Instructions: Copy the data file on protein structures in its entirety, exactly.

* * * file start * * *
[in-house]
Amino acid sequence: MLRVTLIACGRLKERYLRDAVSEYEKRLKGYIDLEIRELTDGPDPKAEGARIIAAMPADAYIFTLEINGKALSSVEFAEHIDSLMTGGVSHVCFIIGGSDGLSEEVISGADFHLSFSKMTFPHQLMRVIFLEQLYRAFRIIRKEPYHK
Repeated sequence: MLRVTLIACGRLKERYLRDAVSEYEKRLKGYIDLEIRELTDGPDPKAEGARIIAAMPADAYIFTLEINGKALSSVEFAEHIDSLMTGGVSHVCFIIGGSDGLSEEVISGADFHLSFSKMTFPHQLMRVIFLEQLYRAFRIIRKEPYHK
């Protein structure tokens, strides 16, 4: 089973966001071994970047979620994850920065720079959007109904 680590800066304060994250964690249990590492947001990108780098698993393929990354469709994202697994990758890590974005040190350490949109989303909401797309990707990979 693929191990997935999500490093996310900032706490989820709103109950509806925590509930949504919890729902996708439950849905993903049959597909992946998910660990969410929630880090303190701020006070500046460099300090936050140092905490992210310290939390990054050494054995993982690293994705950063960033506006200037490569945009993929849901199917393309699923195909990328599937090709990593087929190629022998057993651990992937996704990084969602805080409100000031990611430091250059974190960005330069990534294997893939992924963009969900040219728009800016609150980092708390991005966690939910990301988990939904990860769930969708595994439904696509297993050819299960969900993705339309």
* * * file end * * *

[in-house]
Amino acid sequence: MLRVTLIACGRLKERYLRDAVSEYEKRLKGYIDLEIRELTDGPDPKAEGARIIAAMPADAYIFTLEINGKALSSVEFAEHIDSLMTGGVSHVCFIIGGSDGLSEEVISGADFHLSFSKMTFPHQLMRVIFLEQLYRAFRIIRKEPYHK
Repeated sequence: MLRVTLIACGRLKERYLRDAVSEYEKRLKGYIDLEIRELTDGPDPKAEGARIIAAMPADAYIFTLEINGKALSSVEFAEHIDSLMTGGVSHVCFIIGGSDGLSEEVISGADFHLSFSKMTFPHQLMRVIFLEQLYRAFRIIRKEPYHK
């Protein structure tokens, strides 16, 4: 089973966001071994970047979620994850920065720079959007109904 680590800066304060994250964690249990590492947001990108780098698993393929990354469709994202697994990758890590974005040190350490949109989303909401797309990707990979 693929191990997935999500490093996310900032706490989820709103109950509806925590509930949504919890729902996708439950849905993903049959597909992946998910660990969410929630880090303190701020006070500046460099300090936050140092905490992210310290939390990054050494054995993982690293994705950063960033506006200037490569945009993929849901199917393309699923195909990328599937090709990593087929190629022998057993651990992937996704990084969602805080409100000031990611430091250059974190960005330069990534294997893939992924963009969900040219728009800016609150980092708390991005966690939910990301988990939904990860769930969708595994439904696509297993050819299960969900993705339309």